For Immediate Release: September 26, 2023

UNION CITY, Calif. — State leaders celebrated achieving the goal of installing 10,000 fast chargers for electric vehicles (EVs) on Monday, more than a year ahead of schedule.

The celebration was held in the parking lot of the El Mercado Plaza Shopping Center in Union City, where newly installed EVgo direct current fast chargers were built using state funds. Chargers like these helped achieve the goal established by then Governor Jerry Brown in 2018. Since that time, the number of fast chargers installed nearly quadrupled from 2,657 to more than 10,000 today.

Image of CA Leaders Celebrate Surpassing 10k Fast Charger Goals in a parking lot.

“We’re really close to this inflection point when it comes to electric transportation,” said California Energy Commission (CEC) Commissioner Patty Monahan. “We’re seeing automakers step up and provide the vehicles and now we need to make sure there is charging infrastructure available to be able to meet demand.”

In attendance to celebrate the milestone were speakers representing various government officials and clean energy leaders, including:

Representatives from California Electric Transportation Coalition, the Center for Sustainable Energy, East Bay Community Energy, and Pacific Gas & Electric also attended the event.

“It is so critically important that this infrastructure be for all communities in California so that all residents have the opportunity to experience zero emission transportation,” Randolph said.

Fast chargers can recharge an all-battery EV to 80 percent capacity in about 30 minutes, depending on the size of the vehicle battery and the power level of the charger. The network allows EV drivers to travel across the state with public fast chargers conveniently located along interstates and highways.

The CEC is the lead state agency working to invest in the infrastructure to charge EVs, which are available in plug-in hybrid electric, and battery electric configurations. Building this vast network of chargers is critical in reaching the state’s goal to phase out the sale of gasoline-powered vehicles by 2035.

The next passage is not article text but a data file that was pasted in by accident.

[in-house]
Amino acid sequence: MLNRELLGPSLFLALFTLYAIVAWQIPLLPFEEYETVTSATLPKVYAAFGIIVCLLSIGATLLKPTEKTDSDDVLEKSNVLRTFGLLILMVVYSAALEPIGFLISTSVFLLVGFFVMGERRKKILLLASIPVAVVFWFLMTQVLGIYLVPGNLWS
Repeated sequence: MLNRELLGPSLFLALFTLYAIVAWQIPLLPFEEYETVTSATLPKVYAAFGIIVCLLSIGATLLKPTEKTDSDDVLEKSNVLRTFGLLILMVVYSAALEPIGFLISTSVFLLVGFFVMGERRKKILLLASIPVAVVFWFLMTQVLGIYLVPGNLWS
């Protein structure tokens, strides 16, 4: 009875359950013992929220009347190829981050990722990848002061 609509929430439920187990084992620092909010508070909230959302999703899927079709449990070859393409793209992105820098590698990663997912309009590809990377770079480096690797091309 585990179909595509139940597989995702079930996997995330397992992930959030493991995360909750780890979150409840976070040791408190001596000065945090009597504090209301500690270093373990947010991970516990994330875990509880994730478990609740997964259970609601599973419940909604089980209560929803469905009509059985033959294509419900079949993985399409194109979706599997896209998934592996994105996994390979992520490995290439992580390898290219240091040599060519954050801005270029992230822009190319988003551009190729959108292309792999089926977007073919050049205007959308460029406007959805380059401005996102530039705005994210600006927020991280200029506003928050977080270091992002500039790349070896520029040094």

Through the Clean Transportation Program, the CEC invests in projects that support innovation and accelerate the development and deployment of advanced transportation and fuel technologies. The Legislature recently passed a bill by Assemblymember Eloise Gómez Reyes and Senator Lena Gonzalez that would continue funding for another decade.

“Last year, we approved a $2.9 billion investment plan, with 95% of the money going towards infrastructure for zero emission vehicles,” Monahan said. “In the draft [the CEC] released recently, we are maintaining that level of investment. This is the most money any state has ever allocated for zero-emission vehicle infrastructure."

The program plays an important role in achieving California’s ambitious goals on climate change, petroleum reduction, and adoption of ZEVs, as well as efforts to reduce harmful air pollution. The program also supports the state’s sustainable, long-term economic development.

An effort funded by the Clean Transportation Program is the California Electric Vehicle Infrastructure Project (CALeVIP), the nation’s largest EV charging incentive initiative. CALeVIP addresses local and regional EV charging station needs and supports efforts to meet the state’s ZEV goals.

Since 2017, CALeVIP has provided more than $223 million to fund publicly available Level 2 and DC fast chargers throughout California. CALeVIP funded the EVgo fast chargers showcased at the El Mercado Plaza Shopping Center.

“Right now, in America, there are just over 30,000 fast chargers in the whole country,” Zoi said. “California has [built] about a third of them. California is always leading the way on climate, leading the way on environment and public health, and leading the way on creating jobs for a sustainable economy.”

The second phase of CALeVIP’s Golden State Priority project was recently launched with $38 million available in equity-focused incentives to fund publicly accessible EV charging stations in low-income and disadvantaged communities in 28 counties in northern and southern California.

“We need electric vehicles in communities with families who are working very hard, and who a few years ago could not afford these electric vehicles,” said Assemblymember Ortega. “Today, we are able to [install] chargers in an area that represents working families who are impacted by climate change.”

Through investments like CALeVIP, the CEC is building a corridor of connecting, conveniently located fast chargers that allows EV drivers the freedom to travel throughout the state. This is the largest network of publicly accessible charging stations in the United States.

A replay of the press conference can be viewed on the CEC YouTube page.

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About the California Energy Commission:
The California Energy Commission is leading the state to a 100 percent clean energy future. It has seven core responsibilities: developing renewable energy, transforming transportation, increasing energy efficiency, investing in energy innovation, advancing state energy policy, certifying thermal power plants, and preparing for energy emergencies.

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